Apart from US, most developed economies in decline
With the US third quarter GDP rising from the 3.5% the advance estimate talked of to 3.9% in the second estimate, the economy is growing at a scorching pace. Indeed, with the second quarter’s 4.6% growth, the US hasn’t had this kind of growth in more than a decade. If you leave out the unusual first quarter of this year when growth contracted 2.1% due to an unusually cold winter, the US has had no negative quarter since the beginning of 2011, underscoring the point that the 2008 recession is firmly in the past. The latest quarter’s growth, it is important to keep in mind, has taken place despite inventories contributing negatively to growth. And while exports growth has halved—from 11.1% in Q2 to 4.9% in Q3—due to the exceptionally strong dollar, this has also helped contain imports; on a net basis, exports contributed 0.8 percentage points to Q3 growth, up from a negative 0.34 percentage point contribution in the previous quarter.
While the US is expected to remain robust—the OECD’s latest estimate puts US growth at 3.1% in 2015 versus a likely 2.2% in 2014—the rest of the developed world continues to pose a serious challenge. Though the OECD is looking at euro area growth picking up to 1.1% in 2015, up from a likely 0.8% in 2014—euro area PMI has been above 50 for more than a year now—the fact is the euro crisis is far from over. Even the OECD’s own estimates of when output would finally reach the level it was in 2008 keep getting pushed forward—in November 2010, it was estimated this would happen by mid-2012; by November 2011, this was pushed forward to the beginning of 2014, and the latest estimate is this will take place only by mid-2016. The extremely low growth, in turn, has meant a backlash against reforms and, unfortunately, the ECB is still not in a position to undertake US-style ambitious bond purchases. While Japan remains mired in crisis, the fact that China’s central bank has cut rates for the fourth time in the year indicates the pressure the economy is facing.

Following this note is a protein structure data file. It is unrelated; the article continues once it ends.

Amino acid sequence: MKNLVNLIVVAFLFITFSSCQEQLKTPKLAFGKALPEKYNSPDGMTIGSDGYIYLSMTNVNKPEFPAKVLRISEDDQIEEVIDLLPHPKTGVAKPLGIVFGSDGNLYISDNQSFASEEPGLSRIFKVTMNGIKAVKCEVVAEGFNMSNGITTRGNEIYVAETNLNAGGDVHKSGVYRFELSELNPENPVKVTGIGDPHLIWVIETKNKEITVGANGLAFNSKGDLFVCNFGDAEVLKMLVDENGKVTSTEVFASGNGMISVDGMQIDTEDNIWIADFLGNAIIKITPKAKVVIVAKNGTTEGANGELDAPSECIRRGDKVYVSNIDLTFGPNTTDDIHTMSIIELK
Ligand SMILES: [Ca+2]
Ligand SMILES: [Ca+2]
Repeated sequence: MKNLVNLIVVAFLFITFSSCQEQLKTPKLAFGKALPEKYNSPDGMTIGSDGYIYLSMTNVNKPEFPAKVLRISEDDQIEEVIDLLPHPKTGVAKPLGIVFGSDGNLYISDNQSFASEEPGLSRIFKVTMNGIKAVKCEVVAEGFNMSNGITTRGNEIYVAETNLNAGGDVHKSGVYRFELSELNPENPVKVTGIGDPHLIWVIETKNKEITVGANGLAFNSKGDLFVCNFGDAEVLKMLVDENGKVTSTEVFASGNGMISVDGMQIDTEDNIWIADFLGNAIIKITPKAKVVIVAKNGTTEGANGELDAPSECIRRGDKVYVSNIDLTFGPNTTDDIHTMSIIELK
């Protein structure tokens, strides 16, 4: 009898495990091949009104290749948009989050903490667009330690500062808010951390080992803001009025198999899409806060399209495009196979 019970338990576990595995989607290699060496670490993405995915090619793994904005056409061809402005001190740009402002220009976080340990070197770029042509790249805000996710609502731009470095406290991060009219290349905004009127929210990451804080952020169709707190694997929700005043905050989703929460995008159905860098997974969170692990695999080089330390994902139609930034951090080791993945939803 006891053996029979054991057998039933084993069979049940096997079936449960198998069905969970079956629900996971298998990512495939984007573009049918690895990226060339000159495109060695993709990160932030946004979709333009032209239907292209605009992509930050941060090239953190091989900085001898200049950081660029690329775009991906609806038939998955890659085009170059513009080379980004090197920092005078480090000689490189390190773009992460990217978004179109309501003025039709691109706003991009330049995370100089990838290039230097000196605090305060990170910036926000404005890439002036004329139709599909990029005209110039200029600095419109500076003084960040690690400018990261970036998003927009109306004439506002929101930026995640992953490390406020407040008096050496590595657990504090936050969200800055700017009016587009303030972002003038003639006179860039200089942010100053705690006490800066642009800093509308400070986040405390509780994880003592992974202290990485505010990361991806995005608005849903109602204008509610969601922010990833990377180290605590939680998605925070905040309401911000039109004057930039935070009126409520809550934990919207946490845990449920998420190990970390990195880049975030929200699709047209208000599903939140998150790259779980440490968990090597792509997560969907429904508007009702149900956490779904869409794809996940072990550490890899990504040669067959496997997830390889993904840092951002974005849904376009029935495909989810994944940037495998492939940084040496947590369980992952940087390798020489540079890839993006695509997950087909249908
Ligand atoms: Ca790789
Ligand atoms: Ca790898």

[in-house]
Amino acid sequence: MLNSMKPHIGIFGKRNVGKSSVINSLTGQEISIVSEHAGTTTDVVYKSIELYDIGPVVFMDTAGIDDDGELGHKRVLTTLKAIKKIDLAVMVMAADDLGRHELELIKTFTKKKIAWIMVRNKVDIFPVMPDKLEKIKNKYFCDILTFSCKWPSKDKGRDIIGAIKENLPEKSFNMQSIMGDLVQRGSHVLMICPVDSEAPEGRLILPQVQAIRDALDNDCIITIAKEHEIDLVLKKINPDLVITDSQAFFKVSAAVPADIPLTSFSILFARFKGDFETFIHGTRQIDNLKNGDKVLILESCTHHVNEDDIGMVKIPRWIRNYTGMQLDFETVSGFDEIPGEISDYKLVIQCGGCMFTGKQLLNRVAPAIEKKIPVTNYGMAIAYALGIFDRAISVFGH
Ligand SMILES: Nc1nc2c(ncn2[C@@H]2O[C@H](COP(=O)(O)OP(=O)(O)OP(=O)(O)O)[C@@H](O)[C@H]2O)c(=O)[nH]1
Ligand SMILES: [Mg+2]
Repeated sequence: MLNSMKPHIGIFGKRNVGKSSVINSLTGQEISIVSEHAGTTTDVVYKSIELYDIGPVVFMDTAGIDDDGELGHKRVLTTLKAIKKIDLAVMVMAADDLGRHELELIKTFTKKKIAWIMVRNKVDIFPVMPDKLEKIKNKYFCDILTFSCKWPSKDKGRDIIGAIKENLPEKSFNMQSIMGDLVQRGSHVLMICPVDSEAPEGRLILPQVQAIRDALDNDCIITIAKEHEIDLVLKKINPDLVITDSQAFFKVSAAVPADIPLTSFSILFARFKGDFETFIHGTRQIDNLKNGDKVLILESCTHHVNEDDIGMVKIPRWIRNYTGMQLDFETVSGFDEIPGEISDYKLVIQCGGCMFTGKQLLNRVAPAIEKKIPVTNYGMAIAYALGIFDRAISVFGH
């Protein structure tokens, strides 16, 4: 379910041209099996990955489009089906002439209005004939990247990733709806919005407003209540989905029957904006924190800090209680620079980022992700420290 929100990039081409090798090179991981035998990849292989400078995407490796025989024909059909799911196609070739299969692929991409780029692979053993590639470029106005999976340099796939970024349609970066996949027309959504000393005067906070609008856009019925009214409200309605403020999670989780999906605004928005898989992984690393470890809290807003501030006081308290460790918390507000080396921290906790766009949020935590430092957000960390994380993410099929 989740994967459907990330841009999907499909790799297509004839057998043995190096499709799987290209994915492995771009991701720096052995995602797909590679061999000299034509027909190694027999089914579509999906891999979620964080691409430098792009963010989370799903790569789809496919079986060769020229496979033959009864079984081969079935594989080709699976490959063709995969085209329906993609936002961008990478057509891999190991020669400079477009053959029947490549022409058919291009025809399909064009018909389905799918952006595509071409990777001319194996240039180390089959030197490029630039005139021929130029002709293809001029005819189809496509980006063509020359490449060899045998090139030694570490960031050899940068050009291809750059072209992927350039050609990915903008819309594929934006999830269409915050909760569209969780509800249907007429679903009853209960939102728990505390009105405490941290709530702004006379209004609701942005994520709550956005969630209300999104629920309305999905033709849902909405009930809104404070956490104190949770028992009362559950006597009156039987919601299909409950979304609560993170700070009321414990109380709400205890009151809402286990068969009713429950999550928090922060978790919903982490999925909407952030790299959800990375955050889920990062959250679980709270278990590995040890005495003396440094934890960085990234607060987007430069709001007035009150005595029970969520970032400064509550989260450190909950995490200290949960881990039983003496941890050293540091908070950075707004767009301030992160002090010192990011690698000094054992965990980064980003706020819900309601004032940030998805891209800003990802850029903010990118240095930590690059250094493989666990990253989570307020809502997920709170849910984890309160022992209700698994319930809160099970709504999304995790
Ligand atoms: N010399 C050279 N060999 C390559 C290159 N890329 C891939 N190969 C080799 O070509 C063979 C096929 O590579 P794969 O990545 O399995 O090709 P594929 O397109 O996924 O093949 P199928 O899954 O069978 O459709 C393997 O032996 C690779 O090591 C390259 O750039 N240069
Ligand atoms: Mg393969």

All of this has large implications for India since, between them, Europe and China account for around 30% of India’s export basket; indeed, the slowing of India’s exports basket is directly related to the global uncertainty. The flip side is that with non-US central banks creating enough liquidity—Kotak estimates a $1.7 trillion increase in the size of the G-4 central bank balance sheets by the end of 2016—India will continue to attract FII flows; at $39.1 billion so far, they are marginally lower than the peak of $39.4 billion in 2010 when India was growing just shy of 9%.